Extended Search
Generic filters
Exact matches only
Search in title
Search in content
Search in excerpt
Search in comments
Filter by Custom Post Type
Extended Search
Generic filters
Exact matches only
Search in title
Search in content
Search in excerpt
Search in comments
Filter by Custom Post Type

Traveling Salesman Car Accident In the Course of Employment

The issue is whether the accident occurred in the course of employment. a compensable accident must both arise out of and occur in the course of employment. SeeA.R.S. § 23-1021(A) (1995).

In general, an accident "arises out of" employment if its origin or cause is work-related; it occurs "in the course of employment" if the time, place, and circumstances of injury are employment related.

See, e.g., Circle K Store No. 1131 v. Indus. Comm'n, 165 Ariz. 91, 94, 796 P.2d 893, 896 (1990).

When the travel is essentially part of the employment, the risk of injury during activities necessitated by travel remains an incident to the employment even though the employee may not actually be working at the time of the injury.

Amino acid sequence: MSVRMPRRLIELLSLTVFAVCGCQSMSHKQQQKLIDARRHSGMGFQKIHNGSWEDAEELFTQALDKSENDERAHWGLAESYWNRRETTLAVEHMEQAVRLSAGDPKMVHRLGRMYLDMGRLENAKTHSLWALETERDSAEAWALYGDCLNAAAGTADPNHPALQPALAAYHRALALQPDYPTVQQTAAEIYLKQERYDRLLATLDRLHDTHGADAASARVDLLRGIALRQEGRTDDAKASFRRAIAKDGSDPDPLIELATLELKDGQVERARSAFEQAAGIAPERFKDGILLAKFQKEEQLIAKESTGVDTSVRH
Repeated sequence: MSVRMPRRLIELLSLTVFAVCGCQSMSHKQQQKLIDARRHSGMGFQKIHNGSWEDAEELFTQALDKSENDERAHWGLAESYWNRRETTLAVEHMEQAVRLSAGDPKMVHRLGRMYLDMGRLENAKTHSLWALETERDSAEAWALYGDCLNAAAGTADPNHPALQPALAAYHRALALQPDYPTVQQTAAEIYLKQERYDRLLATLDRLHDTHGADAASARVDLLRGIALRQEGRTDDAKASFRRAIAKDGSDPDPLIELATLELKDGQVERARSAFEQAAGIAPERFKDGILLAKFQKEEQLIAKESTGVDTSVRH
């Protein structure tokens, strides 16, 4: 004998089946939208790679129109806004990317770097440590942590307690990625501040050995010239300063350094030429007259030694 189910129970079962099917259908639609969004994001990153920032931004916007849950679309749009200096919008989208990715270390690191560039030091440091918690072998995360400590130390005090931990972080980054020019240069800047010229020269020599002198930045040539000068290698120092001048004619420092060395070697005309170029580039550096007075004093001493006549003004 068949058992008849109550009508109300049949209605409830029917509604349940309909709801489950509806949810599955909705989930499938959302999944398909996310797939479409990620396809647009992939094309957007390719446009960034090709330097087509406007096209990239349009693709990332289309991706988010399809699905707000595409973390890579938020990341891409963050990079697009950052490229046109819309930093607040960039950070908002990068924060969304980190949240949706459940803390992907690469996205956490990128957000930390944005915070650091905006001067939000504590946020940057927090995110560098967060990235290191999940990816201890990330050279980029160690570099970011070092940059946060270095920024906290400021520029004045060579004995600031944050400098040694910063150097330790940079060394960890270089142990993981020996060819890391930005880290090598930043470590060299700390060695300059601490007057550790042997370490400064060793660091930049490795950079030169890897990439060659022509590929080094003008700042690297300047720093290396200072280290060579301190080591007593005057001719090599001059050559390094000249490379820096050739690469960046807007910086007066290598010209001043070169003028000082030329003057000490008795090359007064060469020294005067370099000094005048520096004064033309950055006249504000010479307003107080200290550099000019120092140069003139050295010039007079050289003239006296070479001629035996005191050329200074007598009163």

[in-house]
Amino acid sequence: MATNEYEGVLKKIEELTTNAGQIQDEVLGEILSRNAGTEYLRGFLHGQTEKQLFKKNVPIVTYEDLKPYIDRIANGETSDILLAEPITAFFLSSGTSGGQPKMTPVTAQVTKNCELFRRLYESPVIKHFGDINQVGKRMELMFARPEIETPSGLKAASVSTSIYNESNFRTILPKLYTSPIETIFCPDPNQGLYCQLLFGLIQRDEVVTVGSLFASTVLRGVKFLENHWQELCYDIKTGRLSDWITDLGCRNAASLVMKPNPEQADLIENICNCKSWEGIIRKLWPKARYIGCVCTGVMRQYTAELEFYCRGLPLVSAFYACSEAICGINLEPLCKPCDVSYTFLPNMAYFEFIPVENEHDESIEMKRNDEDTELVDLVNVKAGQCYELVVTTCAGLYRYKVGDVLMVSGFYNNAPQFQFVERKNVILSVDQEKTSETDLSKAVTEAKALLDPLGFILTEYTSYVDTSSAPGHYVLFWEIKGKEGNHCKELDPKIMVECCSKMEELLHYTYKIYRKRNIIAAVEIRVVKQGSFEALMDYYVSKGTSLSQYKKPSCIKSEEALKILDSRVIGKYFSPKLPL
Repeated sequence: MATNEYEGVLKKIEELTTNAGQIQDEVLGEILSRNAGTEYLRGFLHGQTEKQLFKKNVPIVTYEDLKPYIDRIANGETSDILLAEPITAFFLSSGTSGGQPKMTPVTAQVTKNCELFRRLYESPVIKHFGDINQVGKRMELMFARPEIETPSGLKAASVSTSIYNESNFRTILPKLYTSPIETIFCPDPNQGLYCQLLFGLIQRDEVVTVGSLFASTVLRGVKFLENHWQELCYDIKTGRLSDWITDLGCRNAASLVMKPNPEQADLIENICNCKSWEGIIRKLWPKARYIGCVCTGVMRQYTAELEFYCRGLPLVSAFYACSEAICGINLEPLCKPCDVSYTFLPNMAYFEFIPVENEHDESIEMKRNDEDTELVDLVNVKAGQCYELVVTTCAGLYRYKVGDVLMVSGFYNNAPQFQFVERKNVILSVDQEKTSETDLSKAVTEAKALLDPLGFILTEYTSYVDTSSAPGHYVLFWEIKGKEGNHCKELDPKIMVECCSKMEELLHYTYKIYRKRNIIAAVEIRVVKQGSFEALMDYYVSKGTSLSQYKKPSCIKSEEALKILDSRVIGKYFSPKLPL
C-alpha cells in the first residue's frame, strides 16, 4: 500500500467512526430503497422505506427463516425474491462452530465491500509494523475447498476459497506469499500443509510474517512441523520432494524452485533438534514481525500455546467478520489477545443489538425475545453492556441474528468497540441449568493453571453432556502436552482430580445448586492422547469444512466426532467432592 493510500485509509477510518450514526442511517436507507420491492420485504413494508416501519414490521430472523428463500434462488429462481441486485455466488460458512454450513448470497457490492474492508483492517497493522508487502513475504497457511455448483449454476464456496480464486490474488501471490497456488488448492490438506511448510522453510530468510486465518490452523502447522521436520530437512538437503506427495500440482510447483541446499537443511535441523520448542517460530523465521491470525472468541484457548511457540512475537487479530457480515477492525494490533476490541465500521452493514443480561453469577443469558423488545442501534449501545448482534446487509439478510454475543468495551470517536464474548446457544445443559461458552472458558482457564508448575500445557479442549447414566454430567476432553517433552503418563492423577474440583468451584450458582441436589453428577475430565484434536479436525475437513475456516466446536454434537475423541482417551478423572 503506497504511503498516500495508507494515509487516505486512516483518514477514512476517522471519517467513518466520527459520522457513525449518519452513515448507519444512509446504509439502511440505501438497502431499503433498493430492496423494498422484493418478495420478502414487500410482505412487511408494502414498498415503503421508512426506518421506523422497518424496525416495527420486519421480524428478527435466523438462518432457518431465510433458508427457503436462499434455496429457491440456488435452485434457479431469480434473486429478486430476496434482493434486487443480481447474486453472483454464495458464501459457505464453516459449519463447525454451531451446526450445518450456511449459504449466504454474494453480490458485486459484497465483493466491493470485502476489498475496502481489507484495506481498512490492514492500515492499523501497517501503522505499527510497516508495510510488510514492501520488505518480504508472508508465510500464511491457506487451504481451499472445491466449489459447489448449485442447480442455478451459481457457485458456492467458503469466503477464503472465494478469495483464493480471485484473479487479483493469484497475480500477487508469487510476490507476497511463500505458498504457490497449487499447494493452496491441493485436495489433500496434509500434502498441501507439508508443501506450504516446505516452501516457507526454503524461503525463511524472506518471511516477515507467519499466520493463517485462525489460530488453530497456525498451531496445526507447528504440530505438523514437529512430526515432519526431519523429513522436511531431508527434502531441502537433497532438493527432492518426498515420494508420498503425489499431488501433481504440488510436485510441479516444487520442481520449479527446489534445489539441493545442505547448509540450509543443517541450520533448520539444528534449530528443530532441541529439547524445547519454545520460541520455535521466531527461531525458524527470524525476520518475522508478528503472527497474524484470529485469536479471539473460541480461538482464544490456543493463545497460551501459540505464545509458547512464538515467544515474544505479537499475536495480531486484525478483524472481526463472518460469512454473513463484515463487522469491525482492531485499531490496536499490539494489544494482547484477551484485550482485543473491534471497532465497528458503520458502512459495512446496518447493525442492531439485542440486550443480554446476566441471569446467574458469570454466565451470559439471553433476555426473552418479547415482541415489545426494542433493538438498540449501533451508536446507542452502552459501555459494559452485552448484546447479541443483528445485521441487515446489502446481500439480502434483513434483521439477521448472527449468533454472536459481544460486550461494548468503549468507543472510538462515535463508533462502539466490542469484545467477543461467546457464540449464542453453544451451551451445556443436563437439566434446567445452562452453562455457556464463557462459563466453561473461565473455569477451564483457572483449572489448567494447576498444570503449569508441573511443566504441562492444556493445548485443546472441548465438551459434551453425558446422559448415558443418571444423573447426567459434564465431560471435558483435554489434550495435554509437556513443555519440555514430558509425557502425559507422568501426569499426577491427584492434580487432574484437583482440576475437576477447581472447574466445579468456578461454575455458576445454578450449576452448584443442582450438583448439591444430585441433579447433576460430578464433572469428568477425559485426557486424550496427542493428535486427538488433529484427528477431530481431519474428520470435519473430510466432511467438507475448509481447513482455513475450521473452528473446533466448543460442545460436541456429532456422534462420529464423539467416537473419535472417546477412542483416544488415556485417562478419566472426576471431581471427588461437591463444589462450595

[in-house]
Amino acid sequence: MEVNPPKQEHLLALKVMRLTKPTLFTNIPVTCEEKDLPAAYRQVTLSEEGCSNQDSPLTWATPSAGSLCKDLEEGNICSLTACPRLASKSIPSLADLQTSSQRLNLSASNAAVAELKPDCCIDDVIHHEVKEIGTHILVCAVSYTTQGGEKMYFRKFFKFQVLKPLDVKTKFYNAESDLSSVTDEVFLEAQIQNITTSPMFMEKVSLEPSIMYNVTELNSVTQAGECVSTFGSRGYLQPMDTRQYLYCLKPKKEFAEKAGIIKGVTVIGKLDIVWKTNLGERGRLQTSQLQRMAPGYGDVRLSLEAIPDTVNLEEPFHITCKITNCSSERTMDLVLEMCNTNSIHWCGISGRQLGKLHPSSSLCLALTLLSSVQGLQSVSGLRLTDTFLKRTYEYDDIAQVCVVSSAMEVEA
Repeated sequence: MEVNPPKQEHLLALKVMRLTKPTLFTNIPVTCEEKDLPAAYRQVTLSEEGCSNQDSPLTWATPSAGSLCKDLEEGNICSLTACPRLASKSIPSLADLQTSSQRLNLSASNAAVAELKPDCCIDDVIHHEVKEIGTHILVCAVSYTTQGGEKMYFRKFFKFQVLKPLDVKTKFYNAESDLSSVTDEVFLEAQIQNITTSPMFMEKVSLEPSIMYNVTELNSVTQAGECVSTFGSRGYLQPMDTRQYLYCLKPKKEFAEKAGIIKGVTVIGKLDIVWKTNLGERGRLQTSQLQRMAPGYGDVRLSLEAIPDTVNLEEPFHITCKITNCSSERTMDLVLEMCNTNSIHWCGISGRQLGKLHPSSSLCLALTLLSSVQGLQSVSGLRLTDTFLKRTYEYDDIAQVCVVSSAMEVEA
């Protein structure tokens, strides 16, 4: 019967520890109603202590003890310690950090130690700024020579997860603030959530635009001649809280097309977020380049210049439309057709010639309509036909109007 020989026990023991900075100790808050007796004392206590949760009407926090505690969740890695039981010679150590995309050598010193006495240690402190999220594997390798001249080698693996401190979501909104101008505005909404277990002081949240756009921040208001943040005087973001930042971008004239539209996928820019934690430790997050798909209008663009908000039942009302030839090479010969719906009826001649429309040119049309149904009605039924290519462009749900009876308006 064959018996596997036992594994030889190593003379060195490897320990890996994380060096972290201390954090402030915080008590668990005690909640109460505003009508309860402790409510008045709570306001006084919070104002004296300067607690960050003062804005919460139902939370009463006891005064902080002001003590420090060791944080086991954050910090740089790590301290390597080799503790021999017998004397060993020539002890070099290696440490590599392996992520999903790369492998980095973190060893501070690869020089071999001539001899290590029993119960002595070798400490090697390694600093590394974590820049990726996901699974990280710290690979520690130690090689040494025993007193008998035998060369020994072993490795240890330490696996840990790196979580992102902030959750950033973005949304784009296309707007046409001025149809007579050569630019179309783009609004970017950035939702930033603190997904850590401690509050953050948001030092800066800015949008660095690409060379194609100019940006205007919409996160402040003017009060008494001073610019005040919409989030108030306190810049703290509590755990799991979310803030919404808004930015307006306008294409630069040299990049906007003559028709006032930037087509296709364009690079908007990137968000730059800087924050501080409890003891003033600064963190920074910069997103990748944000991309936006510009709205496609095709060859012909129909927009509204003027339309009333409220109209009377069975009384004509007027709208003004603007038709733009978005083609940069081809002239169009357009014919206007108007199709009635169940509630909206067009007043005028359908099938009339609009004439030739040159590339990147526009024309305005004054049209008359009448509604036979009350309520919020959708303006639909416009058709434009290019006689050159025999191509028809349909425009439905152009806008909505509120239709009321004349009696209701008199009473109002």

Buczynski, 934 P.2d at 1174 (quoting State Accident Ins. Fund Corp. v. Reel, 303 Ore. 210, 735 P.2d 364, 367 (Or. 1987).

A worker can act so unreasonably that the worker's choice of method of performing personal comfort activity constitutes a deviation from the course of employment and creates a wholly personal risk. See, e.g., Rodriguez v. Indus. Comm'n, 20 Ariz. App. 148, 150-51, 510 P.2d 1053, 1055-56 (1973) (holding that taking unreasonably dangerous route to bathroom was outside course of employment); accord 2 Larson & Larson, supra, § 21.08 at 21-42.

Traveling worker remain within the course of employment continuously during their travel, even when eating and sleeping, except when a "distinct departure on a personal errand" has occurred. 2 Arthur Larson & Lex K. Larson, Larson's Workers' Compensation Law § 25.01, at 25-1 to 25-2 (2000); see also Buczynski v. Indus. Comm'n of Utah, 934 P.2d 1169, 1172-74 (Utah Ct. App. 1997) (discussing "continuous coverage" rule for overnight traveling workers and citing cases from several jurisdictions).

Such employees usually do receive protection when the injury has its origin in a risk created by the necessity of sleeping and eating away from home. . . . So when a traveling employee slips in the street, or is struck by an automobile when traveling on foot or is involved in an accident while driving between the hotel and a restaurant, the injury has been held compensable . . . .Larson & Larson, supra, § 25.031, at 25-4 to 25-4.1.